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Tag Archives: Crimea

NATO credibility crisis and Post Crimea enlargement: Cases of Georgia and Montenegro

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The next NATO Summit is scheduled for July 8-9, 2016 in Warsaw, Poland. The theme of the upcoming summit is expected to be that of security within the alliance (collective defense, article V of the founding treaty) as an answer to the security challenges facing NATO today (Ukraine crisis, ISIS, Russia’s military intervention in Syria).

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One year after the Crimea Annexation: Thinking ahead for Ukraine

Credit:http://d2yhexj5rb8c94.cloudfront.net/sites/default/files/styles/article_node_view/public/Crimea%20crisis.jpg

March 2015 marked one year after the annexation of Crimea and the EU is still indecisive. It does make moves (e.g. sanctions against Russia), but has the “safe mode” turned on.

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Russia’s role in Crimea: Foreign Policy Analysis

green man

The Ukrainian crisis has undermined the status-quo in the post-Cold War order and laid the foundation of new understandings regarding Russia’s revisionist power in the 21st century.

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2014: The Worst and the Best Year in Modern Ukraine’s History

Source: http://www.pravda.com.ua/articles/2014/07/22/7032645/

It is December out there, which means it is time to take a stock. I will try to re-think and critically evaluate the last year of Ukraine’s history as an independent state. 

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Ukrainian Crisis and International Law as the Most Cynical Thing Ever Existed

Adam Zyglis Cartoon

Russia has always sought to integrate Ukraine economically. Being divided for centuries between foreign powers, Russia always treated Ukraine as a small brother that would fare better in Russia’s embracement than on its own – as an independent and equal partner. Even 24 years after the dissolution of the Soviet Union, neither Russia, nor the majority of Russians accept the ...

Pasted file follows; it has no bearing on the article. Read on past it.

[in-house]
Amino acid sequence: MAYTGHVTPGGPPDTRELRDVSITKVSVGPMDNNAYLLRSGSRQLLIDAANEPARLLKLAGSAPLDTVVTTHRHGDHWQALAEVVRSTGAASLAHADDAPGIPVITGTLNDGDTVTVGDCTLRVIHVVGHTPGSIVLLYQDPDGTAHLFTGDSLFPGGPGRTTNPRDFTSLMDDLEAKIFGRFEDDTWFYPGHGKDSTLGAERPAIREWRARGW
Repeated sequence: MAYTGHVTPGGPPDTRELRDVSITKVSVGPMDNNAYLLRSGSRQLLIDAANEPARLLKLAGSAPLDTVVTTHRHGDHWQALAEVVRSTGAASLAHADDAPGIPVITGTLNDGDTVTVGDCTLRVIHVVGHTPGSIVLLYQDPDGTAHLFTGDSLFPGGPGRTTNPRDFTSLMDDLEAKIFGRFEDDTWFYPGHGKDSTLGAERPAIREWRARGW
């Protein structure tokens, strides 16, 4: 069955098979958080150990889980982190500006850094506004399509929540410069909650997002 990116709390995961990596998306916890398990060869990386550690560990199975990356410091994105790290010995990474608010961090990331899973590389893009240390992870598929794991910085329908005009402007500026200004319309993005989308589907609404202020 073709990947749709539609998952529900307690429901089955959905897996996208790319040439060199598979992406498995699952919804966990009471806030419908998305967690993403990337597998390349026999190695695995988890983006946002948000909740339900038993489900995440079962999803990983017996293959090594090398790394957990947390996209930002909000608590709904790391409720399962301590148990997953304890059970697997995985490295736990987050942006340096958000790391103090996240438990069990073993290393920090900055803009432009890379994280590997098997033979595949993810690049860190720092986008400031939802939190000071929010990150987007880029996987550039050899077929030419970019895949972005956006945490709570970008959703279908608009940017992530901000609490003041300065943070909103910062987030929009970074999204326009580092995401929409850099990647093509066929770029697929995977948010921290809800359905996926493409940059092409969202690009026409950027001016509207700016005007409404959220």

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Hypocrisy of the West and Russian “threat” to the liberal international order

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There is a popular opinion, also shared among the authors on this website, that Putin’s Russia is deliberately hindering current international order. I see two big problems with this oversimplification.

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“Having to choose between freedom and fear, my family chose the first”, Interview with a Crimean refugee

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Crimea is not as homogenised in terms of Russian-lovers as some media tend to portray. It is not only Crimean Tatars who were against becoming a part of Russia, but also Ukrainians, Russian-speaking ones, who were forced to leave Crimea when they disagreed to receive Russian citizenship.

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International law on legality of the Crimea secession

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This article explores legality of the Crimea secession in the light of norms and provisions of public international law.

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Where did Ukrainian military potential go? Arms trafficking is the answer

Bullets

The recent annexation of the Crimean Peninsula by Russia demonstrated the incapacity of Ukrainian army to confront the aggression of a “brotherly state” and to defend its own borders.

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How the annexation of Crimea changed the geopolitical game for Belarus

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After years of demonising NATO, Belarusian authorities are coming to a painful realisation that the main threat to country’s sovereignty lies to the East, not the West. But will Belarusian foreign policy change?

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